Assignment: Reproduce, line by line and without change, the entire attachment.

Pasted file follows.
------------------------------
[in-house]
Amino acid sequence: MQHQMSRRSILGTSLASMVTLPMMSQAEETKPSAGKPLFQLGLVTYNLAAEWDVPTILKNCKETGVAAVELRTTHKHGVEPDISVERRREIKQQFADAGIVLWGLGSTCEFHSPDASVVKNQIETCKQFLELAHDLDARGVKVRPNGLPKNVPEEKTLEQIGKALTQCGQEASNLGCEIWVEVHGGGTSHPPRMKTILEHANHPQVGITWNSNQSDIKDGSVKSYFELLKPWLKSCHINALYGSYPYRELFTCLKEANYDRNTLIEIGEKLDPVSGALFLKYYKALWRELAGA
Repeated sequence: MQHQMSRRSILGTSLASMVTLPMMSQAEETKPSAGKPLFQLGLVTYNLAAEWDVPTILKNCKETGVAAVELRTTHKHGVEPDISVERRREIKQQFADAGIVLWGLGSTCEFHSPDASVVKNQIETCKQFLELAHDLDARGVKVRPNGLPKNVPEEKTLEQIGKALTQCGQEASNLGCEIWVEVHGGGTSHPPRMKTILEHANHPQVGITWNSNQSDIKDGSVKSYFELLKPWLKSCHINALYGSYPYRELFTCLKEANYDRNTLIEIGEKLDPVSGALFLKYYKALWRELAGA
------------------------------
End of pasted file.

[in-house]
Amino acid sequence: MQHQMSRRSILGTSLASMVTLPMMSQAEETKPSAGKPLFQLGLVTYNLAAEWDVPTILKNCKETGVAAVELRTTHKHGVEPDISVERRREIKQQFADAGIVLWGLGSTCEFHSPDASVVKNQIETCKQFLELAHDLDARGVKVRPNGLPKNVPEEKTLEQIGKALTQCGQEASNLGCEIWVEVHGGGTSHPPRMKTILEHANHPQVGITWNSNQSDIKDGSVKSYFELLKPWLKSCHINALYGSYPYRELFTCLKEANYDRNTLIEIGEKLDPVSGALFLKYYKALWRELAGA
Repeated sequence: MQHQMSRRSILGTSLASMVTLPMMSQAEETKPSAGKPLFQLGLVTYNLAAEWDVPTILKNCKETGVAAVELRTTHKHGVEPDISVERRREIKQQFADAGIVLWGLGSTCEFHSPDASVVKNQIETCKQFLELAHDLDARGVKVRPNGLPKNVPEEKTLEQIGKALTQCGQEASNLGCEIWVEVHGGGTSHPPRMKTILEHANHPQVGITWNSNQSDIKDGSVKSYFELLKPWLKSCHINALYGSYPYRELFTCLKEANYDRNTLIEIGEKLDPVSGALFLKYYKALWRELAGA